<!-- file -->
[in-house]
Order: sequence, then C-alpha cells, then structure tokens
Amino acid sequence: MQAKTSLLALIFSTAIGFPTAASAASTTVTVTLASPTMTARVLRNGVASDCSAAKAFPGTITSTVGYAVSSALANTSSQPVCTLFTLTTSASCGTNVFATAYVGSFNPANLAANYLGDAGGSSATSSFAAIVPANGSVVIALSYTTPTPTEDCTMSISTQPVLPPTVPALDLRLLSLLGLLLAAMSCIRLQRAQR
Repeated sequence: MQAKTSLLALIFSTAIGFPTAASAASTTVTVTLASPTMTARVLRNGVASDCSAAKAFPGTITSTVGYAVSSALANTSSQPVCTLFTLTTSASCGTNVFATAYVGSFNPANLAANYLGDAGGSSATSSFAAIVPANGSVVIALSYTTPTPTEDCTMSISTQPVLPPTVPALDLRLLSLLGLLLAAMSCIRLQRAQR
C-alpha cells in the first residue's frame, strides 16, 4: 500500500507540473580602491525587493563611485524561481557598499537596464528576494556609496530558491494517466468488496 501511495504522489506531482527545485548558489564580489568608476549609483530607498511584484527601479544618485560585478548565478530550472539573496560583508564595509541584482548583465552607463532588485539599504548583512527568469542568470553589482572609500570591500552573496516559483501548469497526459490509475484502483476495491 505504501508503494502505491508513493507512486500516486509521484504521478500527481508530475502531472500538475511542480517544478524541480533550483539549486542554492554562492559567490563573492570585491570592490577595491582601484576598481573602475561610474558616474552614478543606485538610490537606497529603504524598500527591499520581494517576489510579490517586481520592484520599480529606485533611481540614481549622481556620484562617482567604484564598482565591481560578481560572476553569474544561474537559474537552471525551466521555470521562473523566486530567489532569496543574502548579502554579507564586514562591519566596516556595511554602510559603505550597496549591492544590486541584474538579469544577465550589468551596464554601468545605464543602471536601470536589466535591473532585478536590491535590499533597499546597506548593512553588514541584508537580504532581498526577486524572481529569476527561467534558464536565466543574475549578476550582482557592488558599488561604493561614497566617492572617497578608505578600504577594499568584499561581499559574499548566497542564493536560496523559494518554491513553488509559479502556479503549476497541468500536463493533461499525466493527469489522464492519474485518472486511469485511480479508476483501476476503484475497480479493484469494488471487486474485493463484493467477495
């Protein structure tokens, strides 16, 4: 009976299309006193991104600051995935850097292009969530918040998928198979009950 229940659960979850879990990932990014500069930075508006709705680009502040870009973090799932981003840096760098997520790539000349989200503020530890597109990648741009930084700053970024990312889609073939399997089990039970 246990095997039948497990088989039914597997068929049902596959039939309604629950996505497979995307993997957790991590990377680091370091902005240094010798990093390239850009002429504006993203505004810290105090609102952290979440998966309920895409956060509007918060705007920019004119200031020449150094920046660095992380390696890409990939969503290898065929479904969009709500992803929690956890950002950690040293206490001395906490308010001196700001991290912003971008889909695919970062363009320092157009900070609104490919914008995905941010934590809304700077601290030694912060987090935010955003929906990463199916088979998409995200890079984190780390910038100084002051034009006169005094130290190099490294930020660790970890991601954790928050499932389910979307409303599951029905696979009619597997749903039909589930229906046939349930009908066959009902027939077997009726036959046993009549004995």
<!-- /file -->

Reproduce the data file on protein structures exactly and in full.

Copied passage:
[in-house]
Order: sequence, then C-alpha cells, then structure tokens
Amino acid sequence: MQAKTSLLALIFSTAIGFPTAASAASTTVTVTLASPTMTARVLRNGVASDCSAAKAFPGTITSTVGYAVSSALANTSSQPVCTLFTLTTSASCGTNVFATAYVGSFNPANLAANYLGDAGGSSATSSFAAIVPANGSVVIALSYTTPTPTEDCTMSISTQPVLPPTVPALDLRLLSLLGLLLAAMSCIRLQRAQR
Repeated sequence: MQAKTSLLALIFSTAIGFPTAASAASTTVTVTLASPTMTARVLRNGVASDCSAAKAFPGTITSTVGYAVSSALANTSSQPVCTLFTLTTSASCGTNVFATAYVGSFNPANLAANYLGDAGGSSATSSFAAIVPANGSVVIALSYTTPTPTEDCTMSISTQPVLPPTVPALDLRLLSLLGLLLAAMSCIRLQRAQR
C-alpha cells in the first residue's frame, strides 16, 4: 500500500507540473580602491525587493563611485524561481557598499537596464528576494556609496530558491494517466468488496 501511495504522489506531482527545485548558489564580489568608476549609483530607498511584484527601479544618485560585478548565478530550472539573496560583508564595509541584482548583465552607463532588485539599504548583512527568469542568470553589482572609500570591500552573496516559483501548469497526459490509475484502483476495491 505504501508503494502505491508513493507512486500516486509521484504521478500527481508530475502531472500538475511542480517544478524541480533550483539549486542554492554562492559567490563573492570585491570592490577595491582601484576598481573602475561610474558616474552614478543606485538610490537606497529603504524598500527591499520581494517576489510579490517586481520592484520599480529606485533611481540614481549622481556620484562617482567604484564598482565591481560578481560572476553569474544561474537559474537552471525551466521555470521562473523566486530567489532569496543574502548579502554579507564586514562591519566596516556595511554602510559603505550597496549591492544590486541584474538579469544577465550589468551596464554601468545605464543602471536601470536589466535591473532585478536590491535590499533597499546597506548593512553588514541584508537580504532581498526577486524572481529569476527561467534558464536565466543574475549578476550582482557592488558599488561604493561614497566617492572617497578608505578600504577594499568584499561581499559574499548566497542564493536560496523559494518554491513553488509559479502556479503549476497541468500536463493533461499525466493527469489522464492519474485518472486511469485511480479508476483501476476503484475497480479493484469494488471487486474485493463484493467477495
């Protein structure tokens, strides 16, 4: 009976299309006193991104600051995935850097292009969530918040998928198979009950 229940659960979850879990990932990014500069930075508006709705680009502040870009973090799932981003840096760098997520790539000349989200503020530890597109990648741009930084700053970024990312889609073939399997089990039970 246990095997039948497990088989039914597997068929049902596959039939309604629950996505497979995307993997957790991590990377680091370091902005240094010798990093390239850009002429504006993203505004810290105090609102952290979440998966309920895409956060509007918060705007920019004119200031020449150094920046660095992380390696890409990939969503290898065929479904969009709500992803929690956890950002950690040293206490001395906490308010001196700001991290912003971008889909695919970062363009320092157009900070609104490919914008995905941010934590809304700077601290030694912060987090935010955003929906990463199916088979998409995200890079984190780390910038100084002051034009006169005094130290190099490294930020660790970890991601954790928050499932389910979307409303599951029905696979009619597997749903039909589930229906046939349930009908066959009902027939077997009726036959046993009549004995």